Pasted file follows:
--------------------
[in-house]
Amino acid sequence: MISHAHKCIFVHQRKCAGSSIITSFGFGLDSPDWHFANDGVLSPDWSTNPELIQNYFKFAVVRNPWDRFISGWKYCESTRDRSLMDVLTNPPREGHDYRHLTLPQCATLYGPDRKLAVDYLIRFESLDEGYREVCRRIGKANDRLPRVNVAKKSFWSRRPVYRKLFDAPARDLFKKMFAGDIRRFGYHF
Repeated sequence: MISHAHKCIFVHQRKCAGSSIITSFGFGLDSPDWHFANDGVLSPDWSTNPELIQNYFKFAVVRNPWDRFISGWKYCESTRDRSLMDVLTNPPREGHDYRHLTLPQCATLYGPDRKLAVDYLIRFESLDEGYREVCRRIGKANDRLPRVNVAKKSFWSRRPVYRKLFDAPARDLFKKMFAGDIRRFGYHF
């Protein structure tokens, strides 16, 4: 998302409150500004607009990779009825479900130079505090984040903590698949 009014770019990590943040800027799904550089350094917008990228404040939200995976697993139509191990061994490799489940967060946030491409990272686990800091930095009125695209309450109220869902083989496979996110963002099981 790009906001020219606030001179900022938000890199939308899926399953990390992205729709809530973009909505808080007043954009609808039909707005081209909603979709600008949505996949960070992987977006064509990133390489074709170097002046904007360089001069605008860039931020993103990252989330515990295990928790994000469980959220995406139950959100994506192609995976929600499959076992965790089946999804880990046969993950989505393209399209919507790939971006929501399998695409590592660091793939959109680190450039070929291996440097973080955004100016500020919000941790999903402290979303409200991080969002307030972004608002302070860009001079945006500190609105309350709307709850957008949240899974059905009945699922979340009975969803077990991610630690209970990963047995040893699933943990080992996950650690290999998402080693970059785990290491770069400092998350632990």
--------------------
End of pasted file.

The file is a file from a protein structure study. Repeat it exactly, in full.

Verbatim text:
[in-house]
Amino acid sequence: MISHAHKCIFVHQRKCAGSSIITSFGFGLDSPDWHFANDGVLSPDWSTNPELIQNYFKFAVVRNPWDRFISGWKYCESTRDRSLMDVLTNPPREGHDYRHLTLPQCATLYGPDRKLAVDYLIRFESLDEGYREVCRRIGKANDRLPRVNVAKKSFWSRRPVYRKLFDAPARDLFKKMFAGDIRRFGYHF
Repeated sequence: MISHAHKCIFVHQRKCAGSSIITSFGFGLDSPDWHFANDGVLSPDWSTNPELIQNYFKFAVVRNPWDRFISGWKYCESTRDRSLMDVLTNPPREGHDYRHLTLPQCATLYGPDRKLAVDYLIRFESLDEGYREVCRRIGKANDRLPRVNVAKKSFWSRRPVYRKLFDAPARDLFKKMFAGDIRRFGYHF
């Protein structure tokens, strides 16, 4: 998302409150500004607009990779009825479900130079505090984040903590698949 009014770019990590943040800027799904550089350094917008990228404040939200995976697993139509191990061994490799489940967060946030491409990272686990800091930095009125695209309450109220869902083989496979996110963002099981 790009906001020219606030001179900022938000890199939308899926399953990390992205729709809530973009909505808080007043954009609808039909707005081209909603979709600008949505996949960070992987977006064509990133390489074709170097002046904007360089001069605008860039931020993103990252989330515990295990928790994000469980959220995406139950959100994506192609995976929600499959076992965790089946999804880990046969993950989505393209399209919507790939971006929501399998695409590592660091793939959109680190450039070929291996440097973080955004100016500020919000941790999903402290979303409200991080969002307030972004608002302070860009001079945006500190609105309350709307709850957008949240899974059905009945699922979340009975969803077990991610630690209970990963047995040893699933943990080992996950650690290999998402080693970059785990290491770069400092998350632990």